Save Our Schools: Students Taking Action for the Future is holding a rally at 11 a.m., on Saturday, Oct. 13, next to Roosevelt Middle School. The student-led organization is pushing for increased funding for public education. Despite not being able to vote, these students believe their voice can help raise awareness and push through various propositions impacting public education. Read more. LinkedInFacebookTwitterEmail this Story

  In the News 
  Educational News 
  • Are tablets better than textbooks?
    Tablet computers are making their mark in the classroom. However, this article examines whether tablets are better than textbooks and why the technology might carry some hidden costs. The Federal Communications Commission is estimating that tablets could save schools about $3 billion, and while questions have been raised over the ability of schools' infrastructure to handle the technology, many are betting tablets will help improve learning. Mashable (10/5) LinkedInFacebookTwitterEmail this Story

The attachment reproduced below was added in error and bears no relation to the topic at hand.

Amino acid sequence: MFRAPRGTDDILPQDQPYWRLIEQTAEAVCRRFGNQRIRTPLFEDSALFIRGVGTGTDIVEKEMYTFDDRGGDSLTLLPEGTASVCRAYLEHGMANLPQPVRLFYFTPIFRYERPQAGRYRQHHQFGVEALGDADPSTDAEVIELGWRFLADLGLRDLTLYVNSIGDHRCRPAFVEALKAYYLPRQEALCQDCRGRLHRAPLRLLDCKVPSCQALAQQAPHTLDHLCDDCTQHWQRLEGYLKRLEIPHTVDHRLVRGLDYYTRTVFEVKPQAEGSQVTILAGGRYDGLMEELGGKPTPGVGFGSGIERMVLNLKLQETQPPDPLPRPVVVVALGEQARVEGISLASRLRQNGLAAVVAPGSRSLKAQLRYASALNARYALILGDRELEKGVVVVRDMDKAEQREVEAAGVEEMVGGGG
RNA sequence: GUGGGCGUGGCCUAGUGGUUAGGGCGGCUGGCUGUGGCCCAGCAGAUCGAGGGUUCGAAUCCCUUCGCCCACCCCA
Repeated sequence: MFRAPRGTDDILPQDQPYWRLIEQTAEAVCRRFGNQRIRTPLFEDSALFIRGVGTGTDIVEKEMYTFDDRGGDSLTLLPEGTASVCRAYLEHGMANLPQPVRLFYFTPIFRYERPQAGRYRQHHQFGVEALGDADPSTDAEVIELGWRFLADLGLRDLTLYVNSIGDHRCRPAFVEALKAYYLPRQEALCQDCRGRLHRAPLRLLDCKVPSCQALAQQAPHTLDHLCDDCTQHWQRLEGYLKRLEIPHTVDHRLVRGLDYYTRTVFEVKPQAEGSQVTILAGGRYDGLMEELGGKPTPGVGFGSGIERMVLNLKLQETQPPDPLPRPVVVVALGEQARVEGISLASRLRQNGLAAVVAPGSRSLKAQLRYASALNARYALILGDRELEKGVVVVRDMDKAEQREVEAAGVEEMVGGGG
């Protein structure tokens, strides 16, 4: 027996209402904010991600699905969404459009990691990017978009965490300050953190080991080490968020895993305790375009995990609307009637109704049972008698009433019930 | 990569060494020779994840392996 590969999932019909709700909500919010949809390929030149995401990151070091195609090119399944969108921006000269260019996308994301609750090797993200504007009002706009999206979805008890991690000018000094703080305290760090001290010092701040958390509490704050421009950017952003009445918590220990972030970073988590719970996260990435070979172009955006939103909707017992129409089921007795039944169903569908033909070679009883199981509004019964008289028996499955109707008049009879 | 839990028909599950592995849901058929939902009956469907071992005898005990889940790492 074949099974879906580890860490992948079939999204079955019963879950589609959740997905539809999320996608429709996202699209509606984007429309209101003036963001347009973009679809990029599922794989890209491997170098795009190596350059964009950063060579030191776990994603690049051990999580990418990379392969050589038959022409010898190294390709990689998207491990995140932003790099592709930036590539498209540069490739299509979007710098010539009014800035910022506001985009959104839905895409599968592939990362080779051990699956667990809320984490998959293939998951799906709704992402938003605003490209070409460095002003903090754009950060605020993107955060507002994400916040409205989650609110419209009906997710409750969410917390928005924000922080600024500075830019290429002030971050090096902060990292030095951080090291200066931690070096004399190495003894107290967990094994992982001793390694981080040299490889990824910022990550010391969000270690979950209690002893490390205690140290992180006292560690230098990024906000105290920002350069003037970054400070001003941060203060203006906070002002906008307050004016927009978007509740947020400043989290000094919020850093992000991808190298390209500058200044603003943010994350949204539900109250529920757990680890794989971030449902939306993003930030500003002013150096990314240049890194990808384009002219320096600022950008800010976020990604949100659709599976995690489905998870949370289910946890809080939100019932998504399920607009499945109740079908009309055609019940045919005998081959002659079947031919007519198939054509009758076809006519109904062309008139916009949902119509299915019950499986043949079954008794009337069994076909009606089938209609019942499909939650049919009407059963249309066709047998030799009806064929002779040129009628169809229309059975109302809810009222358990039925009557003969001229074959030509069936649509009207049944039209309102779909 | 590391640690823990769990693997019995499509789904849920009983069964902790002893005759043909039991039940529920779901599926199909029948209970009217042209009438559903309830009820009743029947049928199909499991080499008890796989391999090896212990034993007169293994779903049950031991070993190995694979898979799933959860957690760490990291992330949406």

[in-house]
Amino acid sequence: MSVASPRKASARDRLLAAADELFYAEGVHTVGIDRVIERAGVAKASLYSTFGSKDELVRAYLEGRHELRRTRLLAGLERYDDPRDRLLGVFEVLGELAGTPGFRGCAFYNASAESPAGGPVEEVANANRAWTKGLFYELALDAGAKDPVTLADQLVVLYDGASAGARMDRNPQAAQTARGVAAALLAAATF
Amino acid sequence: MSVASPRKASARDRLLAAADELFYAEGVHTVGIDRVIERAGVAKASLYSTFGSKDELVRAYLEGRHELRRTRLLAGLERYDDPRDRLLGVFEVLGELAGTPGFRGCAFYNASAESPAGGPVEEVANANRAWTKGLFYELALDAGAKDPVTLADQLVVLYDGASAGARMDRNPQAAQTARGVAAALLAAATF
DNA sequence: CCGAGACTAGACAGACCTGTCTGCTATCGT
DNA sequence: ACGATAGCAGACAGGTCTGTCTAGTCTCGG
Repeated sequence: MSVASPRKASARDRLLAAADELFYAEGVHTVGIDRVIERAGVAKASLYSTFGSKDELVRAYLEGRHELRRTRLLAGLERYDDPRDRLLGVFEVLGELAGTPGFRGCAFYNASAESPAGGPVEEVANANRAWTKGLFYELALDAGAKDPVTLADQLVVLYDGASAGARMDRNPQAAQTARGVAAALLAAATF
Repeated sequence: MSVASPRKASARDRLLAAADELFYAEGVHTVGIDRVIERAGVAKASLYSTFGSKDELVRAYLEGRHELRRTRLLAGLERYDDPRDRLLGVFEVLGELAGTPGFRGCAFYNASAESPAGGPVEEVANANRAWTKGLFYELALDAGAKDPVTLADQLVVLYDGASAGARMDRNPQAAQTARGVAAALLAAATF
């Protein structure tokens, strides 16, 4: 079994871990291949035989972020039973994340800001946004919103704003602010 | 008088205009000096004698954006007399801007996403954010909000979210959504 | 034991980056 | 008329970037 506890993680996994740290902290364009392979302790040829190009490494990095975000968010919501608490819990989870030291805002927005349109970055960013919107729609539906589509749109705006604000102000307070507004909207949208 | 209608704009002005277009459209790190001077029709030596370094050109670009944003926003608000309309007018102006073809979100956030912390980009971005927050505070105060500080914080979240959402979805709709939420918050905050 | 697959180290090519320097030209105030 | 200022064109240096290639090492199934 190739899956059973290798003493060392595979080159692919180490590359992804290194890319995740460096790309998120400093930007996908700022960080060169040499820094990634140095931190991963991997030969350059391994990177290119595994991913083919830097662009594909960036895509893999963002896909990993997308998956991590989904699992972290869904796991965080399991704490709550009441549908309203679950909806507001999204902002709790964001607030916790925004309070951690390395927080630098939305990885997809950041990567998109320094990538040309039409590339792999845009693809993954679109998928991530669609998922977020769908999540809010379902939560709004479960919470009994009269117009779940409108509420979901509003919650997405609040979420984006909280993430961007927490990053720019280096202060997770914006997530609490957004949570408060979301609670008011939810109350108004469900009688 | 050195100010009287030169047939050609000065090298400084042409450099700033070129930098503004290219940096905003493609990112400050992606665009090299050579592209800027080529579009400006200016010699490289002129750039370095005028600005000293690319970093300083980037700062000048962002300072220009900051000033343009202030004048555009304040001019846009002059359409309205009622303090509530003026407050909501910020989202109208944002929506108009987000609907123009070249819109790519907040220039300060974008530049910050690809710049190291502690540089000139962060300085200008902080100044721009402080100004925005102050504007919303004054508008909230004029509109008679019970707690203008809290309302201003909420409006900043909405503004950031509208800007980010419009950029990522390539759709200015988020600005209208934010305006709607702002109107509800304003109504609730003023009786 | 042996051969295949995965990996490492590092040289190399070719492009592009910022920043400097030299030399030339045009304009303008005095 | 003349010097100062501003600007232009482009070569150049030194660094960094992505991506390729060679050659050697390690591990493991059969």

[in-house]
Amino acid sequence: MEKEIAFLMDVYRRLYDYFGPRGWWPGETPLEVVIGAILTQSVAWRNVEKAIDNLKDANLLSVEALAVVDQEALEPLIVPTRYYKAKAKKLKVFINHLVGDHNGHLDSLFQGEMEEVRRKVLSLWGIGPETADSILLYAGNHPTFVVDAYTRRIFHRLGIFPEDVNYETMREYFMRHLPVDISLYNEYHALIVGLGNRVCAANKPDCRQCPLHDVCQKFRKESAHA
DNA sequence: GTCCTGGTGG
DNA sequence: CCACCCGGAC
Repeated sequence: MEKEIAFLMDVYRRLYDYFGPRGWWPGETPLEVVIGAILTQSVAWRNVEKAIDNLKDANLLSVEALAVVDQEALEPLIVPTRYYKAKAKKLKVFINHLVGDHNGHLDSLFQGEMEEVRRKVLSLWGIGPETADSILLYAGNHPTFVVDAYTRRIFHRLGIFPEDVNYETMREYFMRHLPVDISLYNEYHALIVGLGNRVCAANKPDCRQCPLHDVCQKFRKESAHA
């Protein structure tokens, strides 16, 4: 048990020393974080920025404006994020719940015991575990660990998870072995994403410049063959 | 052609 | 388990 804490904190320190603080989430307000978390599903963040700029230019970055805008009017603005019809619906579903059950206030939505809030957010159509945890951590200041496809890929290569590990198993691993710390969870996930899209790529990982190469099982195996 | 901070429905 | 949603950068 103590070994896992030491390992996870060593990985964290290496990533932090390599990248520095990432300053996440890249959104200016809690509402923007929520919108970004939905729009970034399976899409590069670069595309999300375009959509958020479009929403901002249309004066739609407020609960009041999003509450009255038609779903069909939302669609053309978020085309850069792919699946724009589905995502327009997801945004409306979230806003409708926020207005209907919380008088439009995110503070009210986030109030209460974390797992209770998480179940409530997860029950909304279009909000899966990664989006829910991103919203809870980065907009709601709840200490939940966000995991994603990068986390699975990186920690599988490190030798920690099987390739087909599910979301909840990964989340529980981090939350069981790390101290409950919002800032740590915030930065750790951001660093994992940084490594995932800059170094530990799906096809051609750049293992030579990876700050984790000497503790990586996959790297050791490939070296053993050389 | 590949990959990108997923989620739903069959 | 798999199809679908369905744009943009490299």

• How to use "full-contact teaching" to reach students' minds
    Education consultant Ben Johnson compares teaching to football, writing in this blog post that "we have to make contact with student's minds." To do this, Johnson cites examples of full-contact teaching in observations of an energetic history teacher who showed students the significance of past events and physics teachers who took an active lesson on time and motion into the hallway. "Full-contact teaching also involves targeting individual students that need help, finding out what their challenges are, getting to know them, and offering invitations and opportunities to succeed," Johnson writes. Edutopia.org/Ben Johnson's blog (10/9) LinkedInFacebookTwitterEmail this Story
 
  • Other News
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  SmartQuote 
Action may not always bring happiness; but there is no happiness without action."
--Benjamin Disraeli,
British politician